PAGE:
Indian society and culture are of multi-tier composition. India has pluri-societal structure and multicultural configuration. When one looks at the structure of Indian society at the bottom is a person, may be a child or adult, man or woman, casteman or tribesman, every person acquires roles during its life span and eschews roles with the passage of time. For example, the roles of childhood are eschewed at the adoloscent stage and the roles of adolescent period are given up at the adult stage and finally everyone acquires the roles of old age. Here it is needless to emphasize that right from adolescent stage, roles are bifurcated on the basis of gender.

In every society gender roles are culturally defined and limited in scope. Gender roles are different from biological basis of sex. Likewise, culture of a family, lineage, clan, community, sub-caste, caste, linguistic region and the national culture are all distinguishable from one another, yet they exhibit traits that are common to all distinctions. Culture of an individual, which is termed as culturolect is different from culture of a group or of the community. Whereas culture of a locality, sub-region, linguistic region, administrative province or national culture are all configurations of diverse cultural elements. Every culture has a spirit of its own and the spirits blossom into a cultural bouquet.

The similie of bouquet is considered appropriate here as each and every bonquet has a pattern and each consists of different types of flower. Thus a bonquet presents a wholesome and attractive design although it is made out of different types of flowers. Similarly, a composite culture of the village community, sub-regions within a linguistic region and all the linguistic regions within the country taken together exhibit a kind of configuration in which the cultural unity is discerning. Diversities, though are there, remain subordinate making way for the unified spirit of Indian civilization and culture (in social science jargon, culture and civilisation though have specific meanings, yet they are used as alternatives for each other).

The strength of the unity of Indian civilisation/culture lies in its manifold diversities Historically, as well as, synchronically many strands of diverse elements have reinforced Indian culture or civilization. There is no denying the fact that the crux of Indian culture and civilisation comprises both peasant and elements of intellectual higher culture.


Historically several ethno-cultural elements have been merged with Indian society and culture and have strengthened the core-culture of India. Similarly with influx of outsiders into Indian main-land from time to time have brought in different cultural elements to India which have been integrated with the existing Indian culture. Apart from this many world religions, sects and movements have originated and have influenced lives of millions of people.

For example, the Buddhism, Jainism, Bhakti movement, Lingayatl movement, Swamy Dayananda Saraswati’s Anglo-Vedic movement, Raja Rammohanf Ray’s Brahmo movement, Dravida Kazhagam etc. are all movements against Manuvadi society. All these movements have made some impact on the minds of Indians no doubt, but have not succeeded in eliminating the caste society. The traditional Indian social system has undoubtedly been impaired and Indian society takes fresh images and forms, yet the core-culture of Indian society remains the most important element of the central force of Indian society.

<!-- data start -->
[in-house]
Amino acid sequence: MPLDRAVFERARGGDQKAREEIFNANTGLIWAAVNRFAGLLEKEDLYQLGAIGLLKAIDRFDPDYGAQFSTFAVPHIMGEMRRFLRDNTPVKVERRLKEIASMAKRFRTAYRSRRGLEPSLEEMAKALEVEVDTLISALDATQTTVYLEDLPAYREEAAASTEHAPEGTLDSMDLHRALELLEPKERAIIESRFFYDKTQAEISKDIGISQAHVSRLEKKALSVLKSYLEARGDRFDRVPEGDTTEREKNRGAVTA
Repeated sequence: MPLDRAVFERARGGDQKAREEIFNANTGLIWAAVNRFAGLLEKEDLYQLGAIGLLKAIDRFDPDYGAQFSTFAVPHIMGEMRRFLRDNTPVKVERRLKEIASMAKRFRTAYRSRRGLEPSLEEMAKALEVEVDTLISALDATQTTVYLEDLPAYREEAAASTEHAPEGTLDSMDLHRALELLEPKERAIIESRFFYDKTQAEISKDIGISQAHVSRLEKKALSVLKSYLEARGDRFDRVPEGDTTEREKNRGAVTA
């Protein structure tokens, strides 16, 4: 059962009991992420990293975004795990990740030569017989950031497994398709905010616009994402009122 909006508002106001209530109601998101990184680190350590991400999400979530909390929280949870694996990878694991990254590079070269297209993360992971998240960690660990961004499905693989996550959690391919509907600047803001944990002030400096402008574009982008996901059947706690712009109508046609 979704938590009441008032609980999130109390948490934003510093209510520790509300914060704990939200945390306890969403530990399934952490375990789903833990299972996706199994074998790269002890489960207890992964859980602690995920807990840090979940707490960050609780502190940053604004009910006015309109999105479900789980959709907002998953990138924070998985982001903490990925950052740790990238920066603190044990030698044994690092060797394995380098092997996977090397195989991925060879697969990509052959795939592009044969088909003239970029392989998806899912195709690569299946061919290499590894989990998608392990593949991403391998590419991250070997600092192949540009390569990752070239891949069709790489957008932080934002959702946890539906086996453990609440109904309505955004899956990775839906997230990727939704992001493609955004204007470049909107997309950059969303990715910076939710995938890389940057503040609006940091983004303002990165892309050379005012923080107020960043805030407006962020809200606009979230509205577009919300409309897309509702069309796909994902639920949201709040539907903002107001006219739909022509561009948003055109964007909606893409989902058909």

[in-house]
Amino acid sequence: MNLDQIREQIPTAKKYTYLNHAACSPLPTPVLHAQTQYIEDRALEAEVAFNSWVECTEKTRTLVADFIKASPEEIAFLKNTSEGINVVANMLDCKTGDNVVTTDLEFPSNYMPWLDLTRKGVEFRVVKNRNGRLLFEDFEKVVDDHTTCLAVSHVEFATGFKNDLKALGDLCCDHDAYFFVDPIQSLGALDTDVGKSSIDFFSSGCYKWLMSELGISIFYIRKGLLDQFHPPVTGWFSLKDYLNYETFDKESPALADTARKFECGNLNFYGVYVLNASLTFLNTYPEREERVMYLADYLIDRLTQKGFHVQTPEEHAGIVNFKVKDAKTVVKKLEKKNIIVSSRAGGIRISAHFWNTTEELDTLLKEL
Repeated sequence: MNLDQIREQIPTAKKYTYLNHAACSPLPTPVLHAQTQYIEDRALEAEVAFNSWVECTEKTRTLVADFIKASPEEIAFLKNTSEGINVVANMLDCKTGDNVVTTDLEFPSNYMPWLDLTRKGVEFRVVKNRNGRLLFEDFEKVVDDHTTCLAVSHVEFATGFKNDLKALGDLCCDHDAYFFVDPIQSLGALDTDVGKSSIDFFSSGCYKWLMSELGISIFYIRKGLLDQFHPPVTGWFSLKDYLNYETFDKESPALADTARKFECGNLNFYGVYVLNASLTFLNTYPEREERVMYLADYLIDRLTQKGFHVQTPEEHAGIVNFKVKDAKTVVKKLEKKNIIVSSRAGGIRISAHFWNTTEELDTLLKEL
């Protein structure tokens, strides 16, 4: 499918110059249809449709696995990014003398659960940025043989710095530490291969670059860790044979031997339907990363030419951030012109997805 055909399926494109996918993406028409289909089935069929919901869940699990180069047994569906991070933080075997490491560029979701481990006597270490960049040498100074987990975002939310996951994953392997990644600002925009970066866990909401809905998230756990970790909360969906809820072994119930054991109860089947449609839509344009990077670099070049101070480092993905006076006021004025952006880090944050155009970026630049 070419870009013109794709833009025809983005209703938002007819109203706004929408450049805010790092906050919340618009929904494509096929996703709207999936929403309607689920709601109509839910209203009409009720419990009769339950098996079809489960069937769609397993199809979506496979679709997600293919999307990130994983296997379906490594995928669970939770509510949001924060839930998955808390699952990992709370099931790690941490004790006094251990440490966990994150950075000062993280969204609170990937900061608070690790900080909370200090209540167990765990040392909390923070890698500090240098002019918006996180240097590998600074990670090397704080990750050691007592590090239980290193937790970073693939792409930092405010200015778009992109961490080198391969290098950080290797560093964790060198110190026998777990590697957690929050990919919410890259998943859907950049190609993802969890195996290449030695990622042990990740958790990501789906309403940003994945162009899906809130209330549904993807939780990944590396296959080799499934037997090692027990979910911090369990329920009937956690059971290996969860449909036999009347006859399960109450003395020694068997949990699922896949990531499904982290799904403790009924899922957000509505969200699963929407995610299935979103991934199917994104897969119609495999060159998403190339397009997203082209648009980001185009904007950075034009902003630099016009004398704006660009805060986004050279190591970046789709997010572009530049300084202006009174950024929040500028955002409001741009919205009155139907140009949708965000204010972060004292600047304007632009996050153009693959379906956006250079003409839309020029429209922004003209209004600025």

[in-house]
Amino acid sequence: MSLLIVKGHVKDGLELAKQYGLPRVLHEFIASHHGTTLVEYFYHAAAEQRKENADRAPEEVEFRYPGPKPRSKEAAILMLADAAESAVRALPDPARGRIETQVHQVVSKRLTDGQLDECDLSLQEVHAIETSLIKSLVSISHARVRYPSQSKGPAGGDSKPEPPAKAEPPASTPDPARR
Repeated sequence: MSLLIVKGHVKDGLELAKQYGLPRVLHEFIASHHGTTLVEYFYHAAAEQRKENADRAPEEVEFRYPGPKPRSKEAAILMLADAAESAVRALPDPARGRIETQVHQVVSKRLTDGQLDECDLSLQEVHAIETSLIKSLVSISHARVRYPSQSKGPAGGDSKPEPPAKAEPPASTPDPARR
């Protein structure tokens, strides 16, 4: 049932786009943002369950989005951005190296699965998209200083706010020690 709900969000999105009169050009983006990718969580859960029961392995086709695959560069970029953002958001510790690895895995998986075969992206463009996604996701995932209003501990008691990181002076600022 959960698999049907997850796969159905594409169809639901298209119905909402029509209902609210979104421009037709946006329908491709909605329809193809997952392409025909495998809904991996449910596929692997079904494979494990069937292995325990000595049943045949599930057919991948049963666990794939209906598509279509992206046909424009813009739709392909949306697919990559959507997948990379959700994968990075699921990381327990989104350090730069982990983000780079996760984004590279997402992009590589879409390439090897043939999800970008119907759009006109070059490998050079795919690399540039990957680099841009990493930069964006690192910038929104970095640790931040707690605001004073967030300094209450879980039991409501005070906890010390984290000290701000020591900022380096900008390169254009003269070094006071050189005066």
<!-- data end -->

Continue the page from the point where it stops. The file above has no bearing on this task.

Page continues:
It determines the major or dominant value system of Indian society and culture and all other reformists and new value-orientations play the role of second fiddle to the main or generalized value system of Indian society which is based on caste norms. Here it may be emphasized that caste has proved to be an indomitable and irresponsible element of Indian social structure. Several studies have highlighted the fact that casteism or caste-like behaviour are found among Indian Muslims and Christians. The caste factor is so powerful that there are two distinct cementaries existing side by side in Kerala, one for higher ethno-cultural Christians and the other for Dalit Christians.

The configuration of Indian social system and culture / civilization suggests two distinct divisions within it. The so called Indo-Aryan and the Dravidian. The dividing line runs through the States of Orissa, Chhatisgarh, Madhya Pradesh and Maharashtra in east-West direction. Each such division indicates a specific type of social system and cultural typology which includes housetype, settlement pattern, food habit, dress pattern, design of ornaments, oil presses,,husking levers, plough and yoke, celebration of festivals and languages.


One can visualise the broad differences, if one tries to analyse these cultural factors as a philosopher of history or as an empirical cultural anthropologist. In spite of the manifest and latent diversities in the social system and cultural elements both English and Hindi are being used as link languages as well as languages of administration, particularly for non-Hindi speaking areas.